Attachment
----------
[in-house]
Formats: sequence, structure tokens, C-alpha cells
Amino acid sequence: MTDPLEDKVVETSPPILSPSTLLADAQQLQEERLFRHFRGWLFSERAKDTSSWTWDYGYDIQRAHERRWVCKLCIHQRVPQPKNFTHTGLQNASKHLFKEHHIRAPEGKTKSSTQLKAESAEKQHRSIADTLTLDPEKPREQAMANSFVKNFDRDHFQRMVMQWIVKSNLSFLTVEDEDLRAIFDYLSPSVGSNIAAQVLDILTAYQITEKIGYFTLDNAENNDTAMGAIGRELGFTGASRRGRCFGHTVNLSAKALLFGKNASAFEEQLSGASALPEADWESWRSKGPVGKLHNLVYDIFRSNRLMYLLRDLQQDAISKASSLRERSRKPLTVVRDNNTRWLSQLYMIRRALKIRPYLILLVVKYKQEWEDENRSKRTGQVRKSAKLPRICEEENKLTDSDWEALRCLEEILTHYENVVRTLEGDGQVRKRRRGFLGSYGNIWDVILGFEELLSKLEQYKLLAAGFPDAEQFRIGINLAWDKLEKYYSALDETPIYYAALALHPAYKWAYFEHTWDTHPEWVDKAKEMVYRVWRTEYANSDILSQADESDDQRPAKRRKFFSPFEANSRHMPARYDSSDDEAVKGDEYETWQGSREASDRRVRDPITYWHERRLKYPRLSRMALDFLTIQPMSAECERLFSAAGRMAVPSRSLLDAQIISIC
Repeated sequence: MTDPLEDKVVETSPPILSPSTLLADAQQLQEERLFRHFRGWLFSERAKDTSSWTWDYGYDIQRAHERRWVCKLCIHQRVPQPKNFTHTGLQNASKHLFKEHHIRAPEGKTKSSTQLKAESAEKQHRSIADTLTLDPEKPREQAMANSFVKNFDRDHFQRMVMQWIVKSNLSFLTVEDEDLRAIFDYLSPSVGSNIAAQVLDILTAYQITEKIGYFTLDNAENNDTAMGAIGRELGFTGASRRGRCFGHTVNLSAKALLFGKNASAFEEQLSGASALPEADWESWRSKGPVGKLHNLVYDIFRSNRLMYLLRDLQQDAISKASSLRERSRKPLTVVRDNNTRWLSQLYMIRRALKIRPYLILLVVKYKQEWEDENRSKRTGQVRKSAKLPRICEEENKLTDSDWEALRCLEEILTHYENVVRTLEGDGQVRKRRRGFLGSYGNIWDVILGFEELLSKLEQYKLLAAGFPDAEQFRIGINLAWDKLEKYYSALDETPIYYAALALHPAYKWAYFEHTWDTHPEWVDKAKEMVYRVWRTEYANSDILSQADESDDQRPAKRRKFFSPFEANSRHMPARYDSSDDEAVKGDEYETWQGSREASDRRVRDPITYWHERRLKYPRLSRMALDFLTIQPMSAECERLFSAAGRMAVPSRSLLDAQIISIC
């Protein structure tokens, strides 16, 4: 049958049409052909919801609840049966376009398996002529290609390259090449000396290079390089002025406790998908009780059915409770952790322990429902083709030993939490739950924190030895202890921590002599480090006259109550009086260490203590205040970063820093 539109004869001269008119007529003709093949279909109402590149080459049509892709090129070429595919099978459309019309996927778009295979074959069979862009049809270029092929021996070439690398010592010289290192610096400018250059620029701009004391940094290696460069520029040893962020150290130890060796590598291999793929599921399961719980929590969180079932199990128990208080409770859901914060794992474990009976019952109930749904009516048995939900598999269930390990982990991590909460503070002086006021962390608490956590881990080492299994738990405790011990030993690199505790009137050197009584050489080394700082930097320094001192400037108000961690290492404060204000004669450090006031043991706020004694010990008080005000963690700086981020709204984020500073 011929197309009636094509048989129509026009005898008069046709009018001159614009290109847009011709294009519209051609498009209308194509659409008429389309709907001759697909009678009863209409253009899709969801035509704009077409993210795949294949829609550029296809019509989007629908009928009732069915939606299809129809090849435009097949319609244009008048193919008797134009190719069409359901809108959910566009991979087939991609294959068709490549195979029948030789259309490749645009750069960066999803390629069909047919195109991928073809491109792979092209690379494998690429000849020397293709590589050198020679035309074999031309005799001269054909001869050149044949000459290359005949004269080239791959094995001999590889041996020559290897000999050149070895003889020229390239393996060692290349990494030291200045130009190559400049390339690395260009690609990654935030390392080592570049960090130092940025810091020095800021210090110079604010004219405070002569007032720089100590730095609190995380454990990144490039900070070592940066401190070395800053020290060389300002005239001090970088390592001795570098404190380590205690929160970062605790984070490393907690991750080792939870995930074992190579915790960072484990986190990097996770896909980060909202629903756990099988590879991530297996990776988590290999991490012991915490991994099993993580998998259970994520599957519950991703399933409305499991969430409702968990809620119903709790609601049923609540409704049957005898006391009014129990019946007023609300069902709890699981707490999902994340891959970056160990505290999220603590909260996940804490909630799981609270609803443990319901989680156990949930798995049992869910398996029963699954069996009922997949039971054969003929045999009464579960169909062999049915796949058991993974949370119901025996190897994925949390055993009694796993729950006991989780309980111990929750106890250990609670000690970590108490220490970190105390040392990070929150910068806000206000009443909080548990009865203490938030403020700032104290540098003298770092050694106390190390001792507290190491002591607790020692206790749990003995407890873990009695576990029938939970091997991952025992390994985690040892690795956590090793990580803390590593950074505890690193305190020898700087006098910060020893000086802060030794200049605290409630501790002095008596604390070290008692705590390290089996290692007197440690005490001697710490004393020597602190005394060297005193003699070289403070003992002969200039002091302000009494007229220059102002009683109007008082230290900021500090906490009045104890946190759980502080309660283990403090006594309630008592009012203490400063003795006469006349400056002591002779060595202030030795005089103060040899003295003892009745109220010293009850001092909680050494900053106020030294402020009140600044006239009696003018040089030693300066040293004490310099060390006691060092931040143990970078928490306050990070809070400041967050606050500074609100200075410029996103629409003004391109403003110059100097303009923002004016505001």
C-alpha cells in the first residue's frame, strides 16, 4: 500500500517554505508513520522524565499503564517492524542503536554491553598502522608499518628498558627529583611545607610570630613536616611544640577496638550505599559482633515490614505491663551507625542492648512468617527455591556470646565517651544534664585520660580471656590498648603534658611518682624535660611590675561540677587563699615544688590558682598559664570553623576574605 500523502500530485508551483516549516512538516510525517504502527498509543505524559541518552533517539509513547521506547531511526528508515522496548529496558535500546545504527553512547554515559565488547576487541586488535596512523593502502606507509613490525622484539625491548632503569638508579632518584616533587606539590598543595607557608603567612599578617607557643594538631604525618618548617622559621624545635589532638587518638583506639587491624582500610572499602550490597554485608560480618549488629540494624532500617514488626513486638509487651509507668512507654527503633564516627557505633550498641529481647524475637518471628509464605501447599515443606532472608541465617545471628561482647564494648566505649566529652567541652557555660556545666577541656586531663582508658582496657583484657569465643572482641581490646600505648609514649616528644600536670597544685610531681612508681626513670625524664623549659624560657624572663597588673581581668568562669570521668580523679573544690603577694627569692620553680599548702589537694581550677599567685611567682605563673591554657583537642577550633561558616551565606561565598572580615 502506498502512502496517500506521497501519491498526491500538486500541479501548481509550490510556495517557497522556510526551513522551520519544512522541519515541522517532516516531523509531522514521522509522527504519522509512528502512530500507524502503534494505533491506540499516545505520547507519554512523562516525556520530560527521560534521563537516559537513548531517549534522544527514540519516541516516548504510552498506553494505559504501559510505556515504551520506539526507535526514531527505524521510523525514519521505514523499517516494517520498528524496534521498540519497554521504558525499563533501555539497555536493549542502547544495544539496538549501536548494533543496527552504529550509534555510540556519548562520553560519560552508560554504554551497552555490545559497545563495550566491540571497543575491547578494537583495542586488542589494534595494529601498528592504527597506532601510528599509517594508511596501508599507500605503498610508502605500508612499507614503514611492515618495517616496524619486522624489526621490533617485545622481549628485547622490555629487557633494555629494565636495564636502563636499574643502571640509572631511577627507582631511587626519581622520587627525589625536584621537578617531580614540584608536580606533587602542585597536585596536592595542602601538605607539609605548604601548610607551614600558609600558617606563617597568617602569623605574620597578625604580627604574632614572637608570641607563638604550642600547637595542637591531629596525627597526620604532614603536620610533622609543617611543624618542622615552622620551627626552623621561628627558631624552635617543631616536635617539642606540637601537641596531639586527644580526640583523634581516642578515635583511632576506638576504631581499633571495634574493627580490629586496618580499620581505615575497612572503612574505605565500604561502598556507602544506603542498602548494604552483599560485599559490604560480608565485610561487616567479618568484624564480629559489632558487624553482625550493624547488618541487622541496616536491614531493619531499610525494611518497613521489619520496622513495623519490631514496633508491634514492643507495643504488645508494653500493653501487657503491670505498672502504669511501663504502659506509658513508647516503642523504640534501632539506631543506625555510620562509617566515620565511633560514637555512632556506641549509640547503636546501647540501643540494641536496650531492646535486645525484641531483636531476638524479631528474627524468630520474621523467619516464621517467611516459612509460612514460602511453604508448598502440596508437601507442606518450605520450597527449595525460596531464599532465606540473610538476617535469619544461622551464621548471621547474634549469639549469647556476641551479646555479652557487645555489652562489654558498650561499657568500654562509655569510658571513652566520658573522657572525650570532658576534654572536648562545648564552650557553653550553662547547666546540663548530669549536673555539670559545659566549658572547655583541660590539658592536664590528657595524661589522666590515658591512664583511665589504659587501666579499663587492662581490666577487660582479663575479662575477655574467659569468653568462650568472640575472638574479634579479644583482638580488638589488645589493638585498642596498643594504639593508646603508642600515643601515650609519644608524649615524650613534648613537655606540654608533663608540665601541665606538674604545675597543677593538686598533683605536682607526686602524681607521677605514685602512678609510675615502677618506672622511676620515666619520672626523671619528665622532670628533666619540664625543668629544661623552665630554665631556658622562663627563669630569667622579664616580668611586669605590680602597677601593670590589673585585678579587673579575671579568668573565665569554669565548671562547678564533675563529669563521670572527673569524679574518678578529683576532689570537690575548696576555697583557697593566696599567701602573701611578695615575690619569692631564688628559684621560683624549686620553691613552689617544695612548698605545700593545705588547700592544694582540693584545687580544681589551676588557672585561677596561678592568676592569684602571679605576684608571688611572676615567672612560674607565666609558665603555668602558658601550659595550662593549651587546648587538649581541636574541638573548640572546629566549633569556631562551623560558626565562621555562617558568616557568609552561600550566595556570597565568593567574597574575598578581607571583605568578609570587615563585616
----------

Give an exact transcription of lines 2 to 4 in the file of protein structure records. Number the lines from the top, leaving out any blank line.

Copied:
Formats: sequence, structure tokens, C-alpha cells
Amino acid sequence: MTDPLEDKVVETSPPILSPSTLLADAQQLQEERLFRHFRGWLFSERAKDTSSWTWDYGYDIQRAHERRWVCKLCIHQRVPQPKNFTHTGLQNASKHLFKEHHIRAPEGKTKSSTQLKAESAEKQHRSIADTLTLDPEKPREQAMANSFVKNFDRDHFQRMVMQWIVKSNLSFLTVEDEDLRAIFDYLSPSVGSNIAAQVLDILTAYQITEKIGYFTLDNAENNDTAMGAIGRELGFTGASRRGRCFGHTVNLSAKALLFGKNASAFEEQLSGASALPEADWESWRSKGPVGKLHNLVYDIFRSNRLMYLLRDLQQDAISKASSLRERSRKPLTVVRDNNTRWLSQLYMIRRALKIRPYLILLVVKYKQEWEDENRSKRTGQVRKSAKLPRICEEENKLTDSDWEALRCLEEILTHYENVVRTLEGDGQVRKRRRGFLGSYGNIWDVILGFEELLSKLEQYKLLAAGFPDAEQFRIGINLAWDKLEKYYSALDETPIYYAALALHPAYKWAYFEHTWDTHPEWVDKAKEMVYRVWRTEYANSDILSQADESDDQRPAKRRKFFSPFEANSRHMPARYDSSDDEAVKGDEYETWQGSREASDRRVRDPITYWHERRLKYPRLSRMALDFLTIQPMSAECERLFSAAGRMAVPSRSLLDAQIISIC
Repeated sequence: MTDPLEDKVVETSPPILSPSTLLADAQQLQEERLFRHFRGWLFSERAKDTSSWTWDYGYDIQRAHERRWVCKLCIHQRVPQPKNFTHTGLQNASKHLFKEHHIRAPEGKTKSSTQLKAESAEKQHRSIADTLTLDPEKPREQAMANSFVKNFDRDHFQRMVMQWIVKSNLSFLTVEDEDLRAIFDYLSPSVGSNIAAQVLDILTAYQITEKIGYFTLDNAENNDTAMGAIGRELGFTGASRRGRCFGHTVNLSAKALLFGKNASAFEEQLSGASALPEADWESWRSKGPVGKLHNLVYDIFRSNRLMYLLRDLQQDAISKASSLRERSRKPLTVVRDNNTRWLSQLYMIRRALKIRPYLILLVVKYKQEWEDENRSKRTGQVRKSAKLPRICEEENKLTDSDWEALRCLEEILTHYENVVRTLEGDGQVRKRRRGFLGSYGNIWDVILGFEELLSKLEQYKLLAAGFPDAEQFRIGINLAWDKLEKYYSALDETPIYYAALALHPAYKWAYFEHTWDTHPEWVDKAKEMVYRVWRTEYANSDILSQADESDDQRPAKRRKFFSPFEANSRHMPARYDSSDDEAVKGDEYETWQGSREASDRRVRDPITYWHERRLKYPRLSRMALDFLTIQPMSAECERLFSAAGRMAVPSRSLLDAQIISIC